Mercedes Martinez Returns for the 2018 Mae Young Classic and Is Ready to Go the Distance

Mercedes Martinez came close to winning WWE's first Mae Young Classic last year. She fought her way into the semifinals of the 32-woman field before falling to current NXT Women's Champion Shayna Baszler.

This year, the "Latina Sensation" will return to finish what she started.

"It's now time to win it all. I came close last year, I lost to a good friend of mine. This is the year to take it home, there's no stopping me," Martinez told Newsweek in an exclusive interview. "I have a lot to prove, and I'm still proving myself no matter how many years I'm in this business."

Wrestling independently and working overseas throughout her 18-year career, last year's event was Martinez's coming out party in the WWE. But when the Mae Young Classic 2018 tapes on Aug. 8 and 9 at Full Sail Live in Orlando, even more eyes will be on the Connecticut native. For Martinez, the stakes are high.

"There's a lot of pressure, there's always pressure. I think the pressure now is making sure I'm ready and whatever I did last year, I bring 100 percent more," she said. "Me going to the semifinals with Shayna, it pretty much solidified that Mercedes can go. There's a lot of pressure for me to go to the finals and win it this year. So I'm not taking this very lightly. It doesn't matter who is in front of me, I'm ready to go in there and step up my game 10 times more than last year. I proved last year I could go the distance, and this is the year I have to take it home, no matter what. I'm ready."

Mercedes Martinez is returning for the 2018 Mae Young Classic WWE

Mercedes' wrestling career began in 2000 after she suffered an injury playing basketball in college. After transitioning to wrestling, she traveled the world, fighting in various promotions like Shimmer, Ring of Honor and Shine (where she still wrestles) against the most skilled female wrestlers on the planet, capturing multiple titles along the way.

But the Mae Young Classic means a lot to the Connecticut native. To her, it shows how far women's wrestling has come in the mainstream.

"For the last 18 years, I've worked so hard to be known as a wrestler, and not for the T and A aspect of it, but for my actual wrestling ability, talent and skill," Martinez said. "The Mae Young being in its second year, it proves that women can go just as hard as the men. We are our own entity, we deserve the respect and we want the respect. The public are seeing that we are athletes and not just an attraction."

Martinez has seen a growing respect for women's wrestling since the first Mae Young. Her independent bookings have "skyrocketed," she's main evented shows and there's a growing sense that fans want to see women in the forefront with an emphasis on their skills in the ring.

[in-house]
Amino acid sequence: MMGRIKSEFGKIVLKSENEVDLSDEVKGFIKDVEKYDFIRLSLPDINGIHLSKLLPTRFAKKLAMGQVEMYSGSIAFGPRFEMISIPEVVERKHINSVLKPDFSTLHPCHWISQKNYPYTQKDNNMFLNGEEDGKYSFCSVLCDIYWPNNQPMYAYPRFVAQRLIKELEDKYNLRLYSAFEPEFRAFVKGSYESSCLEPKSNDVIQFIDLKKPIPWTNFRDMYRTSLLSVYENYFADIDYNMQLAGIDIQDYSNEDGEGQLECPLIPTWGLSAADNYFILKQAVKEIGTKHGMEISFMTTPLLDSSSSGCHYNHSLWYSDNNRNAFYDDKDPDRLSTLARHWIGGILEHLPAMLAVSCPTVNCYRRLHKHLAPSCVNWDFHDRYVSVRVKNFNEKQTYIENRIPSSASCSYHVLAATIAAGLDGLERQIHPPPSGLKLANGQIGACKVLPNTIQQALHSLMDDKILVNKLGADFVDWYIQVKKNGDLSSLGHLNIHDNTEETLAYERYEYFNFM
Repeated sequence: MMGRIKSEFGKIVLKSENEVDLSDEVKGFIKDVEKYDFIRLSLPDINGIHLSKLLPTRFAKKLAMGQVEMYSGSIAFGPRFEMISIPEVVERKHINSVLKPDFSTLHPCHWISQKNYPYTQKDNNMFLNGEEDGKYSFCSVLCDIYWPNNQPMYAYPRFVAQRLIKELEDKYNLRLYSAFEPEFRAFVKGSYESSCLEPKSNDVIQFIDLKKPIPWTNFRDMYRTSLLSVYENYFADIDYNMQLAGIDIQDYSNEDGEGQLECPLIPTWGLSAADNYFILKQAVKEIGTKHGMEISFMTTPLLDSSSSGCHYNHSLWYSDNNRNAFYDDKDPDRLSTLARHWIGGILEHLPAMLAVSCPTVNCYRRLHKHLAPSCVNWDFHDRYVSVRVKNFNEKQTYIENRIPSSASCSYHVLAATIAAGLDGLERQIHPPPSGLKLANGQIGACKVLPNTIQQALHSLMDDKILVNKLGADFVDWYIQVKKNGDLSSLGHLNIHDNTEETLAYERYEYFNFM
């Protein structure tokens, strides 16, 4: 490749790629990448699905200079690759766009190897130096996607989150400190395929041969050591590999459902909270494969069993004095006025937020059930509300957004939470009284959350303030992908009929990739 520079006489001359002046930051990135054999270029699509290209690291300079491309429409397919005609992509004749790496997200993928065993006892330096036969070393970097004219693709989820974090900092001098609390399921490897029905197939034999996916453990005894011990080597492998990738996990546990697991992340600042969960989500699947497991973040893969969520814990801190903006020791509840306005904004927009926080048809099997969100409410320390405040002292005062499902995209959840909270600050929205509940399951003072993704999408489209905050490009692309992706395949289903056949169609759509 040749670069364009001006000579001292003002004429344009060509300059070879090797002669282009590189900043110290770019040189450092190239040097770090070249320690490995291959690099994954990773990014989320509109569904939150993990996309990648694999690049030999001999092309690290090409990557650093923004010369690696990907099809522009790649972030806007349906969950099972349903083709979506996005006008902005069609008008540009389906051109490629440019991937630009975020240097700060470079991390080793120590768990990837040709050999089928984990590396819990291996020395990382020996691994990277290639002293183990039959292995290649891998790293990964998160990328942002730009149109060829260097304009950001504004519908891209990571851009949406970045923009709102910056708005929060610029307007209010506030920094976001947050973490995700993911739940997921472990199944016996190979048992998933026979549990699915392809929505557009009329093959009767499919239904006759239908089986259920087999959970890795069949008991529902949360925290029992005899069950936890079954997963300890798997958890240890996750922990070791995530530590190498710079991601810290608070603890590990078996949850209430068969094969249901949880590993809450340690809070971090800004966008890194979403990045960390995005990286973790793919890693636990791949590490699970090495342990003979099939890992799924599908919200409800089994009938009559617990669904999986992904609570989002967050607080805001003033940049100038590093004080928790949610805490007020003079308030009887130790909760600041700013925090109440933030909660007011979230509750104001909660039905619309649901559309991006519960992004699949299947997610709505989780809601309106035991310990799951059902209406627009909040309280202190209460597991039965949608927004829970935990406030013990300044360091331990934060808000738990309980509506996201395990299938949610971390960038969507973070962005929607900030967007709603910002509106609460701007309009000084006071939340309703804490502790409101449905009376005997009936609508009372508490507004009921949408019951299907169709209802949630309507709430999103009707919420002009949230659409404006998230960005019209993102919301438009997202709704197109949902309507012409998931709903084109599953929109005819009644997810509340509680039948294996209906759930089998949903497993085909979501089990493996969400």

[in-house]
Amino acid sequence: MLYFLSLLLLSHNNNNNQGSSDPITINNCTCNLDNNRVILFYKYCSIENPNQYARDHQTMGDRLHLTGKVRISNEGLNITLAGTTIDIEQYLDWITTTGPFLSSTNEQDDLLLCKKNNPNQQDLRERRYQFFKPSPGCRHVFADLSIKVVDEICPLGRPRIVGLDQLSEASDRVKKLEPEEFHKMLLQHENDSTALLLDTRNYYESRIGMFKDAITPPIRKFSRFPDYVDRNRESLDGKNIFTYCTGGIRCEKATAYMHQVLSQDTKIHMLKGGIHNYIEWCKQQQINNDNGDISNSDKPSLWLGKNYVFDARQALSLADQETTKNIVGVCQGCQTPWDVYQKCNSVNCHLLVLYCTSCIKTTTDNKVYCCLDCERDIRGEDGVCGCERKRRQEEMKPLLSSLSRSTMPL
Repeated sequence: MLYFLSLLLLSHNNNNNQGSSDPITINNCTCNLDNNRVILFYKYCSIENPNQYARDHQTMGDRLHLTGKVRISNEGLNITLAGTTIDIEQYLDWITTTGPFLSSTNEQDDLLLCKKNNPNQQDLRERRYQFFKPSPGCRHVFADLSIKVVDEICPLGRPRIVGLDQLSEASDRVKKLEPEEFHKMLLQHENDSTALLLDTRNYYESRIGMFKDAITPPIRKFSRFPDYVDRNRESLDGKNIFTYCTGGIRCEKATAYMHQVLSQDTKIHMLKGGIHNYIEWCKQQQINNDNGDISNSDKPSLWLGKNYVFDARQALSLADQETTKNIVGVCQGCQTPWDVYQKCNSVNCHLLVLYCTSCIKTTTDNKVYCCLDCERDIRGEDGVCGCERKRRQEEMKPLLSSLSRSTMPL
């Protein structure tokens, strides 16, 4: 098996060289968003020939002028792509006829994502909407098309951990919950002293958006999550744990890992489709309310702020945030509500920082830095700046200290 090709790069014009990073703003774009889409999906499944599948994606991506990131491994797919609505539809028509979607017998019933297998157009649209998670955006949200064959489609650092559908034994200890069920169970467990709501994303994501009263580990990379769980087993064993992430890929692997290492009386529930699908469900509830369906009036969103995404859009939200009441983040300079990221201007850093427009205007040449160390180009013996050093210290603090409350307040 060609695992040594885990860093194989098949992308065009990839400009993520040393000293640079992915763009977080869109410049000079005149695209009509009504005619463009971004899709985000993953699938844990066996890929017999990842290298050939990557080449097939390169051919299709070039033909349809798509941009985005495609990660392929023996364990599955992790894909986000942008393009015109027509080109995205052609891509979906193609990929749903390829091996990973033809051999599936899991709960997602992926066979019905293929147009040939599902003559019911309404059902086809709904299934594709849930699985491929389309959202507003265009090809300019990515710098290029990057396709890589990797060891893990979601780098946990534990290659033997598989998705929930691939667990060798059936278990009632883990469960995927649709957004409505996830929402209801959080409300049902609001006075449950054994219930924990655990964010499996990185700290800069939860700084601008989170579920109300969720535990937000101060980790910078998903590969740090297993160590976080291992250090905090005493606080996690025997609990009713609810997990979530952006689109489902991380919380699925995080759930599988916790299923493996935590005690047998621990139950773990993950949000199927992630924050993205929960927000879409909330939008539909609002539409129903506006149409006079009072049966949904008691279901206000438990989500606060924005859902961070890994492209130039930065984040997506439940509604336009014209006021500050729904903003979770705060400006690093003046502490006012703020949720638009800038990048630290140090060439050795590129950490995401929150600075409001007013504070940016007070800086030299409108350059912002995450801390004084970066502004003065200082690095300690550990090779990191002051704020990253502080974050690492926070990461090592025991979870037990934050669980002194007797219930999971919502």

"[The WWE] talked about this revolution for the last couple of years, but the revolution started a long time ago, but now it's mainstream and everyone gets to see women's wrestling for what it is. I'm glad to be a part of that journey."

That journey means more to Martinez than just putting on main event matches and personal success. She continues to use her experience to help other women in and out of the ring. Martinez works to develop new talent in promotions like Rise, watching and critiquing matches, acting as an agent, essentially trying to help out wherever she can. And she doesn't plan to stop sharing her wisdom when this year's tournament starts.

"With all the new talents and names coming into the Mae Young, I'm there," Martinez said. "Regardless if it's a competition, if they want my advice or just want to vent, want me to listen, I'm there no matter what … as a veteran in this business, our role is to help mold these girls and set them on the right path, whether it's in WWE, overseas, Japan. I'm here and if they want it, take it."

Meanwhile, the Latina Sensation continues putting in work to win the tournament, and she's already setting her sights on some of the confirmed participants.

"I'm very excited for Jinny, who I've been watching for the last two years. Her hard-hitting style and her aggressiveness, we'll match very well," Martinez said. "For Kaitlyn, I know she's been training in Miami so I'm excited to see her come back and see what she can do. Even Io Shirai, who I was hoping to have a chance to wrestle before she got picked up when Stardom came down to the U.S. It's a very talented core of women, but there's new faces, new talents. I have to work ten times harder than the young bucks."

Mercedes looks to take it to the other competitors in the 2018 Mae Young Classic WWE

Martinez takes pride in the diverse backgrounds of the competitors in this year's Mae Young, but also recognizes the potential hurdles that can come with it.

"I'm Puerto Rican and we kind of get lumped into the whole 'Luchador' sense of it. I don't wear a mask, I'm not a high flyer, but we get stereotyped," Mercedes said. "I want to make sure with my wrestling and everything I do, I represent Puerto Rico. I want everyone to understand that not all hispanics can high fly, we are also there to throw down and get the job done. My goal is to be a role model, and I'm very happy and proud to represent Puerto Rico and women."

While she sees the Mae Young Classic as a great first step for women's wrestling in the mainstream, Martinez feels the WWE can "take it up a notch" going forward.

"I hope there to be an all-women's show for WWE. Not just a tournament or special occasion, but maybe a weekly thing that's just all women's wrestling. That's what we're missing," Martinez said. "We just don't want to be an attraction, we don't just want to main event a pay-per-view ... we want to be THE show. We want to men to be the attraction for once."

Mae Young Classic 2018 tapes Aug. 8 and 9 at Full Sail Live in Orlando, and will stream later this summer on WWE Network.